In this interview, Owen Coggins joins us to talk about the use of religious (and sacrilegious) language and imagery in Drone Metal, a genre which stretches metal to low, slow, repetitive extremes. Drawing on the work of Michel de Certeau, he tells David Robertson that the prevalence of language relating to mysticism and “spiritual experience” may be due to the genre’s focus on the physicality of the musical experience.
A panel on the public impact and engagement of Religious Studies/Study of Religion/s led by committee members of the British Association for the Study of Religions, including Dr Stephen Gregg (Wolverhampton), Dr Christopher Cotter (Edinburgh), Dr Suzanne Owen (Leeds Trinity), Dr David Robertson (The Open University) and Dr Steven Sutcliffe (Edinburgh).
Issues discussed include why RS continues to be a “muted voice” …
The interview conducted by David Robertson from the Religious Studies project with Bjørn Ola Tafjord (University of Tromsø) and Arkotong Longkumer (University of Edinburgh) explores the meanings, challenges and various usages of the increasingly popular notion of Indigenous Religion(s).
“The Unverifiable Truth-claim”, recorded at BASR 2016, hosted by David Robertson, and featuring Christopher Cotter, Katie Aston, Jonathan Tuckett, and Krittika Bhatta… Bhatta… Bhattacharjee! Plus a special appearance by RSP Managing Editor, Thomas Coleman!
What makes the sociology of religion and Religious Studies distinct from each other – if anything? Paul-Francois Tremlett, Titus Hjelm and David Robertson discuss what the two approaches have in common, and how they differ. Importantly, they consider how they might learn from each other.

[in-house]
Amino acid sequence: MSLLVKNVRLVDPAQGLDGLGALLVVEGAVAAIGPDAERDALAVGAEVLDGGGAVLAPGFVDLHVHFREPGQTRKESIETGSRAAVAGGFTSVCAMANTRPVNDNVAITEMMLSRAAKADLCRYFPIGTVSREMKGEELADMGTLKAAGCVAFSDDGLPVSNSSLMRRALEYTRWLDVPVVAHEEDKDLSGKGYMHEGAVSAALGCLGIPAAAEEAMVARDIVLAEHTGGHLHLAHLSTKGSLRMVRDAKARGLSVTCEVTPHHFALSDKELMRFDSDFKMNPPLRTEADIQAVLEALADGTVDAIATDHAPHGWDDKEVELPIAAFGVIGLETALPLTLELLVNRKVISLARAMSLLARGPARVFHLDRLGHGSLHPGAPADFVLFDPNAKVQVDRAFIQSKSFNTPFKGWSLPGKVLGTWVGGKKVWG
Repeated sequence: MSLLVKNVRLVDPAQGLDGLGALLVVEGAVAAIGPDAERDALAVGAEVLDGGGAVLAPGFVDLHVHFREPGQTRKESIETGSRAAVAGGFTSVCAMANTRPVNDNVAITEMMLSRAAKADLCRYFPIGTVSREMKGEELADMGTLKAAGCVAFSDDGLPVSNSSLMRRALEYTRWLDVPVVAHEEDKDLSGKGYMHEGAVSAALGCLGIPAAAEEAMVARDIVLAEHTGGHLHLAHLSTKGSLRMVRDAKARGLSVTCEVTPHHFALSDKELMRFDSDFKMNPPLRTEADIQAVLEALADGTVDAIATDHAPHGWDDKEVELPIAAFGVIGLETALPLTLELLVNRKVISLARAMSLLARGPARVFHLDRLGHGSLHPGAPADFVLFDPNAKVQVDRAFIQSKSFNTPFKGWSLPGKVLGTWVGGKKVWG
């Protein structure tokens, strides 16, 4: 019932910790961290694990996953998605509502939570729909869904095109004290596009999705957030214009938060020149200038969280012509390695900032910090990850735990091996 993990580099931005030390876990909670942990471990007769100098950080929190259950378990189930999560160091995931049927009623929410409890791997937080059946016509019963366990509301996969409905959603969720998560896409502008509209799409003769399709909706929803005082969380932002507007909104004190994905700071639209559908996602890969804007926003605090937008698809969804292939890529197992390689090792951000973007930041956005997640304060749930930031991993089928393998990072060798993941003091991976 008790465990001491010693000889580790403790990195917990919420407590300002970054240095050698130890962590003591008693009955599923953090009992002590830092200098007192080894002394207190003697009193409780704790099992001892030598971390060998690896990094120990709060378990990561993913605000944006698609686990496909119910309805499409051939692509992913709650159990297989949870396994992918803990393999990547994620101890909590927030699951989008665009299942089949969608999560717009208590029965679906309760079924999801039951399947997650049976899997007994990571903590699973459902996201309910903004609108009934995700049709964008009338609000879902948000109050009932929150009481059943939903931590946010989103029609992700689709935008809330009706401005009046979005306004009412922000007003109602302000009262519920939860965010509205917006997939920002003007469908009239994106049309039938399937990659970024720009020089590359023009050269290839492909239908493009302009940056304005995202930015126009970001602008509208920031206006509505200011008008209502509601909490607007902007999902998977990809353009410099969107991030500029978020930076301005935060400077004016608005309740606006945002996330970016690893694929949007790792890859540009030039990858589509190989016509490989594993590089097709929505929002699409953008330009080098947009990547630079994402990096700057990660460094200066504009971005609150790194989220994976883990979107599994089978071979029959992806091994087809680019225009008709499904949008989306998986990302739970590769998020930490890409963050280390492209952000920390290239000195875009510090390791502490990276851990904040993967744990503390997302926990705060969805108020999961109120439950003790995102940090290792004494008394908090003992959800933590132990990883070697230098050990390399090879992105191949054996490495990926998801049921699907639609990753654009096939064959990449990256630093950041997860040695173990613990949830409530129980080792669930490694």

What is a discursive approach to the study of religion? And how can it answer the crises of contemporary RS? Kocku von Stuckrad tells David Robertson in this week’s RSP podcast. Discursive analysis of one kind or another is perhaps the most prominent methodology in the study of religion today.
I find it our duty to walk the line that holds us from letting the veracity of a claim dictate our field’s observational models or orientations. A single informant’s truth is anecdote, not evidence.
Seven or so minutes into David Robertson’s interview with Rice University’s Jeffrey Kripal, Kripal cuts to the heart of an issue that plagues contemporary religious studies scholars: Do we have the tools and will to seriously examine experiences of the fantastic in the present age?
While there is little disagreement as to the basic content of Gurdjieff’s spiritual teaching, there is currently no concrete proposal about the place of Gurdjieff within the broadly scientific study of religions.
In David Robertson’s interview with Professor Carole Cusack of the University of Sydney and Steven Sutcliffe, Senior Lecturer in the Study of Religion at the University of Edinburgh, …